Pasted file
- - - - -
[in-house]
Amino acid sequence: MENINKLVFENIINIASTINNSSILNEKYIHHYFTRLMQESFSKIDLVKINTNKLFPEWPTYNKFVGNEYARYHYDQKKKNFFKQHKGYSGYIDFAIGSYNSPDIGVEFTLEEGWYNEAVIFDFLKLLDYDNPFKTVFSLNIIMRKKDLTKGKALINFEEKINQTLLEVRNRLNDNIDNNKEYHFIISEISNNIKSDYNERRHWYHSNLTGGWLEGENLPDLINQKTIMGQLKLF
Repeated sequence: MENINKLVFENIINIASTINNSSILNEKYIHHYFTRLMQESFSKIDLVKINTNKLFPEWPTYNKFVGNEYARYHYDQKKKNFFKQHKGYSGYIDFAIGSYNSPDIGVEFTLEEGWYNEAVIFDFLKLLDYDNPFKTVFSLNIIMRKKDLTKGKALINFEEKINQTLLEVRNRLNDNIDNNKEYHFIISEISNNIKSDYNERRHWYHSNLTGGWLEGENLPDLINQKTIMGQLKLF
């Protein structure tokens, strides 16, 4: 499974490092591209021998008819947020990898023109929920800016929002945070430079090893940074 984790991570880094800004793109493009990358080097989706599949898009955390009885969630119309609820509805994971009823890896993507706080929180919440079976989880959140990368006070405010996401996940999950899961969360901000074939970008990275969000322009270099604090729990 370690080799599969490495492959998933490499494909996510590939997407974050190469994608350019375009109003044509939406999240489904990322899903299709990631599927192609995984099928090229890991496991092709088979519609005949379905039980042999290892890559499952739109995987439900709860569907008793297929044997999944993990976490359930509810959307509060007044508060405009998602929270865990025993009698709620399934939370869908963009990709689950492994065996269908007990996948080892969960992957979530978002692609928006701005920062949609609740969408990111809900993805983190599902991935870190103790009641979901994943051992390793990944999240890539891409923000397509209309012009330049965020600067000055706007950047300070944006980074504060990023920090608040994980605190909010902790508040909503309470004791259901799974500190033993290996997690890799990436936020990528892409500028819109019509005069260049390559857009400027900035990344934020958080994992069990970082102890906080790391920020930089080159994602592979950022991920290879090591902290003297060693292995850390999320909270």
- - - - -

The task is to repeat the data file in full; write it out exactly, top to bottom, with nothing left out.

[in-house]
Amino acid sequence: MENINKLVFENIINIASTINNSSILNEKYIHHYFTRLMQESFSKIDLVKINTNKLFPEWPTYNKFVGNEYARYHYDQKKKNFFKQHKGYSGYIDFAIGSYNSPDIGVEFTLEEGWYNEAVIFDFLKLLDYDNPFKTVFSLNIIMRKKDLTKGKALINFEEKINQTLLEVRNRLNDNIDNNKEYHFIISEISNNIKSDYNERRHWYHSNLTGGWLEGENLPDLINQKTIMGQLKLF
Repeated sequence: MENINKLVFENIINIASTINNSSILNEKYIHHYFTRLMQESFSKIDLVKINTNKLFPEWPTYNKFVGNEYARYHYDQKKKNFFKQHKGYSGYIDFAIGSYNSPDIGVEFTLEEGWYNEAVIFDFLKLLDYDNPFKTVFSLNIIMRKKDLTKGKALINFEEKINQTLLEVRNRLNDNIDNNKEYHFIISEISNNIKSDYNERRHWYHSNLTGGWLEGENLPDLINQKTIMGQLKLF
């Protein structure tokens, strides 16, 4: 499974490092591209021998008819947020990898023109929920800016929002945070430079090893940074 984790991570880094800004793109493009990358080097989706599949898009955390009885969630119309609820509805994971009823890896993507706080929180919440079976989880959140990368006070405010996401996940999950899961969360901000074939970008990275969000322009270099604090729990 370690080799599969490495492959998933490499494909996510590939997407974050190469994608350019375009109003044509939406999240489904990322899903299709990631599927192609995984099928090229890991496991092709088979519609005949379905039980042999290892890559499952739109995987439900709860569907008793297929044997999944993990976490359930509810959307509060007044508060405009998602929270865990025993009698709620399934939370869908963009990709689950492994065996269908007990996948080892969960992957979530978002692609928006701005920062949609609740969408990111809900993805983190599902991935870190103790009641979901994943051992390793990944999240890539891409923000397509209309012009330049965020600067000055706007950047300070944006980074504060990023920090608040994980605190909010902790508040909503309470004791259901799974500190033993290996997690890799990436936020990528892409500028819109019509005069260049390559857009400027900035990344934020958080994992069990970082102890906080790391920020930089080159994602592979950022991920290879090591902290003297060693292995850390999320909270």